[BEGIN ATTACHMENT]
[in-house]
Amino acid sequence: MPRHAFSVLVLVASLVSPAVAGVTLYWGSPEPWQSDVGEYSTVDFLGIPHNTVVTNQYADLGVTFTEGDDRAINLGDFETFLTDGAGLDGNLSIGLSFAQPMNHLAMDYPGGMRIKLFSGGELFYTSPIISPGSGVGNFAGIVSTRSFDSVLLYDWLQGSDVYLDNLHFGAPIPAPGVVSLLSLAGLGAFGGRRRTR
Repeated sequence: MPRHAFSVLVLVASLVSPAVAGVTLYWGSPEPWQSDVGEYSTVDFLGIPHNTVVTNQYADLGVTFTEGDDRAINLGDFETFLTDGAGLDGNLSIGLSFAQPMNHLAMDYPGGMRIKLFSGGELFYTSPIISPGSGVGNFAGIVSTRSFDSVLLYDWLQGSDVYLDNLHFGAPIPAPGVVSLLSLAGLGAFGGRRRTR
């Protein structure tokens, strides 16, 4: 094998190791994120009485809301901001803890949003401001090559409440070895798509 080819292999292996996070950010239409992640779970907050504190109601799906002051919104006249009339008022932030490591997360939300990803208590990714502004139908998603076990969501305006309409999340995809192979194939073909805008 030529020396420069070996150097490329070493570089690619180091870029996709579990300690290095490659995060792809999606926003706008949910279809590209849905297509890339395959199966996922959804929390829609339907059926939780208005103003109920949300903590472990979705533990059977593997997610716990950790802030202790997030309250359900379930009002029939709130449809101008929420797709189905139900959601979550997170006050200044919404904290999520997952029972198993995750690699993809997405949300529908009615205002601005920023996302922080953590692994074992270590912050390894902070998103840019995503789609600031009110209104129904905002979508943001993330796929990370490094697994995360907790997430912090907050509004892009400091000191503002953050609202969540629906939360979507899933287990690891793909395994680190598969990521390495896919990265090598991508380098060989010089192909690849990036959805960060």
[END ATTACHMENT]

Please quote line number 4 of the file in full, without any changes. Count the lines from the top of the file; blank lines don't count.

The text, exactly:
């Protein structure tokens, strides 16, 4: 094998190791994120009485809301901001803890949003401001090559409440070895798509 080819292999292996996070950010239409992640779970907050504190109601799906002051919104006249009339008022932030490591997360939300990803208590990714502004139908998603076990969501305006309409999340995809192979194939073909805008 030529020396420069070996150097490329070493570089690619180091870029996709579990300690290095490659995060792809999606926003706008949910279809590209849905297509890339395959199966996922959804929390829609339907059926939780208005103003109920949300903590472990979705533990059977593997997610716990950790802030202790997030309250359900379930009002029939709130449809101008929420797709189905139900959601979550997170006050200044919404904290999520997952029972198993995750690699993809997405949300529908009615205002601005920023996302922080953590692994074992270590912050390894902070998103840019995503789609600031009110209104129904905002979508943001993330796929990370490094697994995360907790997430912090907050509004892009400091000191503002953050609202969540629906939360979507899933287990690891793909395994680190598969990521390495896919990265090598991508380098060989010089192909690849990036959805960060």